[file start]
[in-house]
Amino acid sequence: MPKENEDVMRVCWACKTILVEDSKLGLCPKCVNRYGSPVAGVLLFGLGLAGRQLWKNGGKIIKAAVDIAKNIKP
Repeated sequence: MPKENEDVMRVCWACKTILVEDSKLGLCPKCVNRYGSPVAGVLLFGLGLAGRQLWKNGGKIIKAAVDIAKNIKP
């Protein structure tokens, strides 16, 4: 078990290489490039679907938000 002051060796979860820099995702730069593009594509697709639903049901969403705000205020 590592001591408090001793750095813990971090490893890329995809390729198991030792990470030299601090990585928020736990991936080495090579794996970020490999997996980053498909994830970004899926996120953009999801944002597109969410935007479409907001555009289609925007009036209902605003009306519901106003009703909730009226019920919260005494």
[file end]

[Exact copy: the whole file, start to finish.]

[in-house]
Amino acid sequence: MPKENEDVMRVCWACKTILVEDSKLGLCPKCVNRYGSPVAGVLLFGLGLAGRQLWKNGGKIIKAAVDIAKNIKP
Repeated sequence: MPKENEDVMRVCWACKTILVEDSKLGLCPKCVNRYGSPVAGVLLFGLGLAGRQLWKNGGKIIKAAVDIAKNIKP
């Protein structure tokens, strides 16, 4: 078990290489490039679907938000 002051060796979860820099995702730069593009594509697709639903049901969403705000205020 590592001591408090001793750095813990971090490893890329995809390729198991030792990470030299601090990585928020736990991936080495090579794996970020490999997996980053498909994830970004899926996120953009999801944002597109969410935007479409907001555009289609925007009036209902605003009306519901106003009703909730009226019920919260005494």